Author: Jason Brough

Pekka Rinne

How many games should a goalie play?


NASHVILLE, Tenn. (AP) The speculation started even before the Nashville Predators lost in the Western Conference quarterfinals last season, that goaltender Pekka Rinne was working a bit too much during the regular season and he was going to be worn out for the games that matter most.

The Predators talked about whether fatigue played a role in their ouster from the postseason, then dismissed the idea.

So does Rinne.

“I’m not too worried about the number,” said Rinne, who started 64 games last season and was still tied only for seventh among the workhorse goalies in the NHL. “Obviously going deeper this season, you want to feel fresh and you want to be able to give everything you have and help this team. But in the past, I’ve played a lot of games, and I feel like that helps me, too, having that experience.”

Balancing a goalie’s workload over an 82-game season is tricky. Earning a playoff berth usually means playing the best goalie as much as possible – even when the team is going to need him in the long, long postseason where he is the one player who can steal a game and even a series in the chase for a Stanley Cup championship.

So how much is too much?

Nobody played more games in the NHL last season than Braden Holtby. The Washington goalie was in net 73 games, and he also led the league winning 91.1 percent of the Capitals’ games with 41 of 45 victories. Holtby said he simply feels better when he plays more.

“If you can just keep rolling, it makes things easier,” Holtby said. “But at the same time, it’s great if you’re not getting fatigued, mentally fatigued, with injuries or whatnot, so that just depends on the season. You can’t plan on those things. You just take it one day at a time and see where it ends up.”

Holtby’s workload was on Washington coach Barry Trotz’s mind when he ran into Martin Brodeur at the NHL draft in June. Brodeur started 78 games for the New Jersey Devils in 2006-07 and 77 games in three other seasons. Only Grant Fuhr started more games in a single season with 79 for St. Louis in 1995-96, and Brodeur won two of his three Stanley Cups in seasons he started 72 and 73 games.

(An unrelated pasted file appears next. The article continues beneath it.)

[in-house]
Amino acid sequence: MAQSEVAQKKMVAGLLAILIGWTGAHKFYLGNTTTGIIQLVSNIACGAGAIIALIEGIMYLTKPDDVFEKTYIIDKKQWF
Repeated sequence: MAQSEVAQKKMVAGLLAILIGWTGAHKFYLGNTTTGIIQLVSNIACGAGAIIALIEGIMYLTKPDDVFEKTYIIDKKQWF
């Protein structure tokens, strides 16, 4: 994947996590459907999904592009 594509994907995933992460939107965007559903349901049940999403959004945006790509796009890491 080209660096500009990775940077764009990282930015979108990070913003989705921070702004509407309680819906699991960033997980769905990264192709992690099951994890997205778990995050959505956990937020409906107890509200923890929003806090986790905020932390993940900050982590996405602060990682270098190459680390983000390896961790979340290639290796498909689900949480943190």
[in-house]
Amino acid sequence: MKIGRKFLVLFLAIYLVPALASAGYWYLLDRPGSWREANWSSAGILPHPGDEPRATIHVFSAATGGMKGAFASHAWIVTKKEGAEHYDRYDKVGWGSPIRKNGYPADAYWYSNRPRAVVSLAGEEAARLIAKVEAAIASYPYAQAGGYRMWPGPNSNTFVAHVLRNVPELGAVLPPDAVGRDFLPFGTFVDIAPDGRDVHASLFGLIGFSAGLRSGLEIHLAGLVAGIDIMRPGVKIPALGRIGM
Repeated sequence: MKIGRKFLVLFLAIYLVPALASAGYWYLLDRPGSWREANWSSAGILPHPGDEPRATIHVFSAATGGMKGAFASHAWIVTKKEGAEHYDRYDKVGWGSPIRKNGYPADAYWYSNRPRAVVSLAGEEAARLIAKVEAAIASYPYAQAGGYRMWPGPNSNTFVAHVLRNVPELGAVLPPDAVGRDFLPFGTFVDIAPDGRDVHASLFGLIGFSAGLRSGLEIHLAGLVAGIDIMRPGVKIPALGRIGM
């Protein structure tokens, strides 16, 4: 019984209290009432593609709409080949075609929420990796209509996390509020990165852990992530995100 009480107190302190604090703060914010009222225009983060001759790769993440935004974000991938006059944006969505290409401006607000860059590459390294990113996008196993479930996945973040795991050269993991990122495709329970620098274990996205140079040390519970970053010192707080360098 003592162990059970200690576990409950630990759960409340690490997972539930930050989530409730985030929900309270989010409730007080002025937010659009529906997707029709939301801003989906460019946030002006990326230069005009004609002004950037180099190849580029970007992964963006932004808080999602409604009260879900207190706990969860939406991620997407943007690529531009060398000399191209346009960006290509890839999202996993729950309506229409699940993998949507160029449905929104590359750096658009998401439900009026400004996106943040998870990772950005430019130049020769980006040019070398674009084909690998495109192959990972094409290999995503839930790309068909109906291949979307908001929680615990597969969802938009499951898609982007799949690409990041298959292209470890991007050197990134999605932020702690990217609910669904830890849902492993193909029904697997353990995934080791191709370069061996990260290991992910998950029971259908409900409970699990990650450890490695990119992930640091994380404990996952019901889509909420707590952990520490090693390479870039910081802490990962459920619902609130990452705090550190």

Trotz said Brodeur believed he got into a rhythm playing game after game, and off days hampered the run. Trotz saw how hard Brodeur worked on a day off in Nashville while coaching the Predators. Brodeur took part in the Devils’ morning skate and kept working, still on the ice when Trotz returned from lunch stopping possibly 400 pucks compared to 25 he might have faced in the game.

Brodeur suggested most goalies can play 70 games a season, a number posted by many in the Hall of Fame.

“I guess ‘a body in motion stays in motion’ type thing,” Trotz said.

Patrick Roy always tried to talk coaches into letting him play more, only to be kept around 60 games per season (his career high was 68 games played in 1993-94). Now coaching Colorado, Roy is using that approach with Semyon Varlamov.

Managing travel and the time change is a bigger issue for Western Conference teams, especially with goalies stuck on planes for hours. Roy left Varlamov at home for a preseason game at Calgary, and he noted the close proximity for Brodeur and the Devils to teams like the Rangers, Flyers and Islanders.

“It’s the traveling you have to look at,” Roy said. “Varly will tell us. We’ll see. We’ll manage that.”

New Buffalo coach Dan Bylsma wanted Marc-Andre Fleury playing no more than 65 games when he coached the Pittsburgh Penguins. Out of the league last season, Bylsma said he watched closely as goalies played 30 games or more in a row with games stacking up to 70 for others. Jonathan Quick started 71 of his 72 games as Los Angeles missed the playoffs, while Tuuka Rask started 67 of his 70 games for Boston, which also missed the postseason.

“I don’t know what the number is,” Bylsma said. “And maybe there’s different numbers for different goalies, and maybe there’s different concerns. But we did look at it, and I was pretty closely watching some of the scenarios last year to see what happened. You see some of those goalies when they went into the playoffs.”

After playing in 73 games, Holtby was in net for 13 of 14 playoff games as Washington lost in the second round.

Devan Dubnyk set the standard last season playing 38 straight games after Minnesota acquired him from Arizona in January. Dubnyk started 39 of 40 games overall with a 1.78 GAA, and the Wild went 27-9-2 with him in net. Dubnyk said he felt good during that stretch, needing only practices off between games to recuperate. Dubnyk then played every playoff game as the Wild beat St. Louis before being swept by Chicago.